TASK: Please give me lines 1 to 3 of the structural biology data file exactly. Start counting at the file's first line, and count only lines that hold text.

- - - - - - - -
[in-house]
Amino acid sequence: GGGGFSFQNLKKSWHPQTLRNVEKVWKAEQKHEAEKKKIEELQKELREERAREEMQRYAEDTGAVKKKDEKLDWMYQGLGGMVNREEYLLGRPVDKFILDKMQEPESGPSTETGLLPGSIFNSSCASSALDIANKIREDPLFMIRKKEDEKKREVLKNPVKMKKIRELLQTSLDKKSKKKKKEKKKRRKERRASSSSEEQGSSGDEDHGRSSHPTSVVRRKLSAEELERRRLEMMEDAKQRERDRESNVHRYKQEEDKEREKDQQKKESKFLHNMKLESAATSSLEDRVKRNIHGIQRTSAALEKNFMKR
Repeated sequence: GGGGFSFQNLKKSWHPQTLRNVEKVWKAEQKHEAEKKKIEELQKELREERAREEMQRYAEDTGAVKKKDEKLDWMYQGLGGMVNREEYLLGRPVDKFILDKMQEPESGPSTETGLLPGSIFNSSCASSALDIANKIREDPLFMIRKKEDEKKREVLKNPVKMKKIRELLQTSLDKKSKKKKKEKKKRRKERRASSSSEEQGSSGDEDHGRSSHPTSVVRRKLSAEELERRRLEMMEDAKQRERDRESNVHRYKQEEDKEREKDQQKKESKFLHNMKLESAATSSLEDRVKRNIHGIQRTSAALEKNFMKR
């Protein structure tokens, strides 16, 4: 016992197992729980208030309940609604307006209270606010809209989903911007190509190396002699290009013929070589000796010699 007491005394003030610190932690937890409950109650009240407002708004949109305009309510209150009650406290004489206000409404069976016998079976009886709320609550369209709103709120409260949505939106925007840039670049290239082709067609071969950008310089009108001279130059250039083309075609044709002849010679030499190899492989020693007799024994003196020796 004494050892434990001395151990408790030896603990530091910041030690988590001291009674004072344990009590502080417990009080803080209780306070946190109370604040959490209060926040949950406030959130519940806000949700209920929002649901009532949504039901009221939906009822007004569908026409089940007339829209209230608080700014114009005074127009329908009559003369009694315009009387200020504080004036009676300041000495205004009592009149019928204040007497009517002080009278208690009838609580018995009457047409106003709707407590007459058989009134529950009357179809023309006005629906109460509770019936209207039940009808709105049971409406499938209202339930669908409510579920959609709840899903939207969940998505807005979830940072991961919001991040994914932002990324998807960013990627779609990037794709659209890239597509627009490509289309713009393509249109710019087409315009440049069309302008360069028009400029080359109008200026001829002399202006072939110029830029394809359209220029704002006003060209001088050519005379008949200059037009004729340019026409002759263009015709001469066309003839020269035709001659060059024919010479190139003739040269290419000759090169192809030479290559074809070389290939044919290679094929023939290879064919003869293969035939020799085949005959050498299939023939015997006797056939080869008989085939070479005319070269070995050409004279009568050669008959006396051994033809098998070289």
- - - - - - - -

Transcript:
[in-house]
Amino acid sequence: GGGGFSFQNLKKSWHPQTLRNVEKVWKAEQKHEAEKKKIEELQKELREERAREEMQRYAEDTGAVKKKDEKLDWMYQGLGGMVNREEYLLGRPVDKFILDKMQEPESGPSTETGLLPGSIFNSSCASSALDIANKIREDPLFMIRKKEDEKKREVLKNPVKMKKIRELLQTSLDKKSKKKKKEKKKRRKERRASSSSEEQGSSGDEDHGRSSHPTSVVRRKLSAEELERRRLEMMEDAKQRERDRESNVHRYKQEEDKEREKDQQKKESKFLHNMKLESAATSSLEDRVKRNIHGIQRTSAALEKNFMKR
Repeated sequence: GGGGFSFQNLKKSWHPQTLRNVEKVWKAEQKHEAEKKKIEELQKELREERAREEMQRYAEDTGAVKKKDEKLDWMYQGLGGMVNREEYLLGRPVDKFILDKMQEPESGPSTETGLLPGSIFNSSCASSALDIANKIREDPLFMIRKKEDEKKREVLKNPVKMKKIRELLQTSLDKKSKKKKKEKKKRRKERRASSSSEEQGSSGDEDHGRSSHPTSVVRRKLSAEELERRRLEMMEDAKQRERDRESNVHRYKQEEDKEREKDQQKKESKFLHNMKLESAATSSLEDRVKRNIHGIQRTSAALEKNFMKR